Whitehall or Wakefield?

The North is getting ready to break away from London and run its own affairs. Nick Cohen reports
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The Independent Online
With a self-assurance that even his fellow Yorkshiremen could find vainglorious, Mike Bower, leader of Sheffield City Council, has put himself forward as the first leader of the united counties of Yorkshire and Humberside. On 10 July he will, barring accidents, be made chairman of the Yorkshire Regional Assembly; a body whose imposing title belies the reality of its complete lack of legal status, tax-raising powers, right to legislate and, to be frank, electoral mandate.

Yet Yorkshire's attempt to emulate the decentralisation of France, Germany and Spain cannot be stopped. Working parties are drawing up constitutions and, with no regard for legal formalities, are trying to find the best ways to represent the county in Europe. At the same time they are scrutinising the region's unelected centres of power: Yorkshire Water, the notorious private monopoly, and Whitehall-appointed quangos which control most local services.

There is already competition over the siting of the "capital" - as if Yorkshire were a newly independent colony deciding its seat of government. Barnsley and Harrogate are fighting for the honour, but the clever money is on Wakefield: it may not look much but it has good motorway links.

Across the Pennines, councils, businessmen, trade unions and academics have formed the North West Regional Association. Like the Yorkshire assembly, it has no right to exist. But, again, the opportunity to establish the building blocks of a devolved England has been seized. The association has a secretariat, funded by local authorities, an office in Brussels and economic regeneration plans for the region. "We began work in1992 because we thought Labour was going to be elected and give us regional government," says Louise Ellman, chairwoman of the association. "Still, we'll be ready this time."

Meanwhile, down the M6 in London, Tony Blair gave a speech earlier this month which partially convinced even the sourest left-wingers that the man may have at least some principles. At Westminster Central Hall, to a huge and enthusiastic audience, the Labour leader passionately committed himself to restoring the civic pride lost when the GLC was abolished. London must have an elected voice, he said. It was governed by a network of unelected and illegitimate boards and quangos. "It lacks, and yet so urgently needs, a galvanising powerful vision of the future."

None of this is in the script the wise heads of Whitehall and Fleet Street wrote in the late 1980s. The English were not interested in institutional reform, their story went. No one cares; no one talks about it in pubs. When Charter 88, the constitutional reform pressure group was founded, the metropolitan and largely Conservative elite roundly condemned it as a talking shop for the Hampstead chattering classes. Calls for proportional representation and abolition of the House of Lords were preposterous enough, they argued, but the real absurdity was the idea that the English regions wanted power devolved and an "extra layer of government".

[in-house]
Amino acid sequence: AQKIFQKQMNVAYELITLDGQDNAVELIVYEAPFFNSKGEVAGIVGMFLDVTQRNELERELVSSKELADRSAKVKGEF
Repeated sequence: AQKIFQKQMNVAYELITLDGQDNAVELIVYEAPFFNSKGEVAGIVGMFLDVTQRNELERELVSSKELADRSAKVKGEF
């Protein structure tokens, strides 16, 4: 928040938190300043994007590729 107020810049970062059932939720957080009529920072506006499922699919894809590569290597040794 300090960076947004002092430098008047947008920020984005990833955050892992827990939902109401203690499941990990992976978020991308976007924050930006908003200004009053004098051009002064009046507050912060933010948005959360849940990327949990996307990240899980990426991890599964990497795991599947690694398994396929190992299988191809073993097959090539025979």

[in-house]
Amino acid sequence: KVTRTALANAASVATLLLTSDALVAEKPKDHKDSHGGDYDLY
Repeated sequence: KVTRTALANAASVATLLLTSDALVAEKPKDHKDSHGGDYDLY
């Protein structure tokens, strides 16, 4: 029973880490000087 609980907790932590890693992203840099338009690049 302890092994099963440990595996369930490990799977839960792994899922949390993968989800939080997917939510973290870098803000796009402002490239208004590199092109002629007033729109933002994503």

Yet the Hampstead chatterers seem to have history on their side. Across the country, local politicians are emphasising that regional government could bring an alienated electorate back to politics and make them feel they have some control over their lives.

The hopes may be exaggerated - disillusion with politicians and politics is as common in the decentralised political systems of North America and Western Europe as in Britain. None the less, Labour's leaders are discovering that the demands of the English regions cannot be ignored.

The party has been forced by conviction and electoral necessity to concede that Scotland and Wales should have their own parliaments. Scotland was special, it said; and most Scots agreed. It had its own culture, history, law and traditions. The English regions were just provinces, which had known nothing but centralisation since 1066.

Jack Straw appeared to dampen the hopes of the regions last year when he issued a consultation document on English government which even by the standards of new Labour was a cautious piece of work. Yes, it seemed reluctantly to conclude, there could be English regional assemblies, but they would have little muscle and no popular base.

Their members would be nominated by local authorities and would be allowed to scrutinise quangos and encourage economic growth. They could not be directly elected and enjoy the legitimacy and power a mandate brings until a formidable series of hurdles had been cleared. A majority of the members of the chamber would have to approve the move to direct elections, as would a majority of local authorities, MPs and the region's population (who would be consulted in a referendum). Put simply, strong regional government would not come until the next millennium, if at all.